My faithful blog readers undoubtedly believe that I have a crush on Rome’s trash squad, and you may be right! First, the trash collectors wear fabulous neon uniforms. Second, they take pride in their work, and any trash in Rome’s Centro Storico is picked up in seconds! Third, they drive the cutest trash trucks. Fourth, most of them, both men and women, are extremely fit. Fifth, they’re always cheerful. But the sixth, and most important, trait is they do good deeds.
A small, beautiful country without much room for vast tracts of trash, Italy recycles with a vengeance. We like this and participate. In Italy, however, you can’t count on trash collection, or many other things, being quite the same today as it was yesterday or will be tomorrow.
When we first arrived in Rome, we had two trash receptacles at the top of the stairs leading to our apartment building: one for organic materials and one for nonrecyclable materials. Just down the street about half a block were four dumpsters: two for plastic, glass, and metal recycling, and two for paper recycling. We’d haul our recyclables to those dumpsters every other day or so. Then about a month ago, a sign was posted at our apartment entry saying that the dumpsters would be taken away, and we had to carry our recyclables a couple of blocks to a spot on Via Giulia, the street right behind our house, or four blocks to Piazza Farnese. We had to put all of our plastic, glass, and metal recycling in a specific blue bag and drop it off between 8:30 and 10:30 Tuesdays and Fridays. Our paper recycling had to be placed in a specific white bag, and we could drop it off between 8:30 and 10:30 Wednesdays and Saturdays. [We only knew this because we took a photo of the sign and used Google translate to figure out what it said.]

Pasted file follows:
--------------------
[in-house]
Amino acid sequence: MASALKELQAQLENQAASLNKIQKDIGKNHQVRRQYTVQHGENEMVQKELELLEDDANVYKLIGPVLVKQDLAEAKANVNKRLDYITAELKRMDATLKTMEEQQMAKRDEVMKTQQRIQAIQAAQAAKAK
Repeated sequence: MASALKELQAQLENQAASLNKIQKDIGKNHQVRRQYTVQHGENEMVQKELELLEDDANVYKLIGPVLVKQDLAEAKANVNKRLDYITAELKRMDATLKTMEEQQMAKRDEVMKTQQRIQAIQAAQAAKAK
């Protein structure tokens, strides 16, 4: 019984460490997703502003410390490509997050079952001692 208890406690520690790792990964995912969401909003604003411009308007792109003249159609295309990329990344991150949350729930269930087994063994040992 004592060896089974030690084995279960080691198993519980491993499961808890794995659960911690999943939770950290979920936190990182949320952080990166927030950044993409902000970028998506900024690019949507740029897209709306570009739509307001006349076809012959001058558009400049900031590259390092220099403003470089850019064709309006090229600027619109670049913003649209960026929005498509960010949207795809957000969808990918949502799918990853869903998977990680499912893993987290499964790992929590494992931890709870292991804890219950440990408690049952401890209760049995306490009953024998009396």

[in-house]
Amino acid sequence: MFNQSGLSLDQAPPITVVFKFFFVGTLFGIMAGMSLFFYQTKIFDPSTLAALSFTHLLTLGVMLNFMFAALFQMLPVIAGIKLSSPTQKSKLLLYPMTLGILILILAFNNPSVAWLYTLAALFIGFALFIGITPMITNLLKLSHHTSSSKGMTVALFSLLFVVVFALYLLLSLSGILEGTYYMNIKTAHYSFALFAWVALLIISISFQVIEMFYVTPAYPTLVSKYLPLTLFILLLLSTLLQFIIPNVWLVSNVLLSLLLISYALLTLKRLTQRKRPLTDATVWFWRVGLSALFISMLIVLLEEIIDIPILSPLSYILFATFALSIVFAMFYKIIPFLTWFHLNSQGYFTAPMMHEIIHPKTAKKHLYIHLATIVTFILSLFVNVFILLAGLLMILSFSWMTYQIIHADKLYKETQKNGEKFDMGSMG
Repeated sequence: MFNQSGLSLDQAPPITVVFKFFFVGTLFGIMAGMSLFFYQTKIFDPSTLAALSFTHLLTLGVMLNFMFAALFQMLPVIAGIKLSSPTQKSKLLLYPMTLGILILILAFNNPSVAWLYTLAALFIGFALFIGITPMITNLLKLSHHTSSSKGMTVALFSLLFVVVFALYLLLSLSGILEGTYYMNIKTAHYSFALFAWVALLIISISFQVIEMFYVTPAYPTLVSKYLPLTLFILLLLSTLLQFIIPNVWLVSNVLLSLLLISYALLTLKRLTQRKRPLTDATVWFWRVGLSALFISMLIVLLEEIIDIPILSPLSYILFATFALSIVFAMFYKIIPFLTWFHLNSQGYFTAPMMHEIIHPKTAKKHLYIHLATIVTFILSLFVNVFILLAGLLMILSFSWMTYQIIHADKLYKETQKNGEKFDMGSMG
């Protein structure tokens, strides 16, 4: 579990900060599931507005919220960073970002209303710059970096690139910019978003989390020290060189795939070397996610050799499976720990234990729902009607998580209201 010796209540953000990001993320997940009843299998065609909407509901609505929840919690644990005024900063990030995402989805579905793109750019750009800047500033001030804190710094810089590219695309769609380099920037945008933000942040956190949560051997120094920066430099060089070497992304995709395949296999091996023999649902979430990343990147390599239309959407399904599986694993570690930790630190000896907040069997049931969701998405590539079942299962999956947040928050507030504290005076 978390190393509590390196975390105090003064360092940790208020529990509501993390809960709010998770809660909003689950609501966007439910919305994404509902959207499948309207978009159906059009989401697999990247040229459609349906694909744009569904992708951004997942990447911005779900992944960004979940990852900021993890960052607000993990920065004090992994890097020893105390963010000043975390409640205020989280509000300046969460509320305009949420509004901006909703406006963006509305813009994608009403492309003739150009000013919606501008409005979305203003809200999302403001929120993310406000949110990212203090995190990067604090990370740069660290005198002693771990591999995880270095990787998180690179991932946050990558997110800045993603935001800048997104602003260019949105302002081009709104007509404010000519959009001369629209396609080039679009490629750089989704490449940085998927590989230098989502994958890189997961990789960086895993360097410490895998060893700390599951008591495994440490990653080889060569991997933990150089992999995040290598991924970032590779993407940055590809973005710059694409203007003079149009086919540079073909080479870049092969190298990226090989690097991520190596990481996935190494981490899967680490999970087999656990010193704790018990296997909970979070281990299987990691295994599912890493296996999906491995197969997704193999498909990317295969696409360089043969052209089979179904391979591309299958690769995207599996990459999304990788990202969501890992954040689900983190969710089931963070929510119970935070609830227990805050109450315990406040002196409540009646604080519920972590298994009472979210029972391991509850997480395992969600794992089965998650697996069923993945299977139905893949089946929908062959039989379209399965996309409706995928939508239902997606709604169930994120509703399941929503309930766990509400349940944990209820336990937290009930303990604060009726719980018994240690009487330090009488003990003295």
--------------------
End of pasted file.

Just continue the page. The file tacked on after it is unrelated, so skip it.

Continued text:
That’s fine, and we have plenty of trash bags in our house. The bags are quite large and don’t fit in our small kitchen, but we just store them in the powder room until the appropriate day. BUT the trash trucks are almost never on Via Giulia during their scheduled times, so I usually have to walk to Piazza Farnese to dump my recyclables. That’s okay for paper, but the plastic, glass, and metal bag is heavy (lots of wine bottles!) and more of a struggle.
Tuesday I set off to dump a fairly heavy bag of plastic, glass, and metal recycling, but there was no truck on Via Giulia (why wasn’t I surprised!). So I began walking up the hill to Piazza Farnese. As I reached the top, a somewhat large trash truck turned the corner in front of me. The driver looked at me and stopped the truck, motioning for me to drop the bag into the back. I couldn’t believe it, but I hoisted the bag up to drop it in. I’m no longer 5’8” (darn!), having lost two inches two years ago, so I was having trouble reaching the edge of the truck. Just as I finally got the bag to the top and pushed it in, the trash collector started to get out of his truck to help me! I nearly passed out from shock! “Grazie,” I said with a big smile, “Prego,” he said with a big smile, and I probably didn’t stop smiling for the next half hour.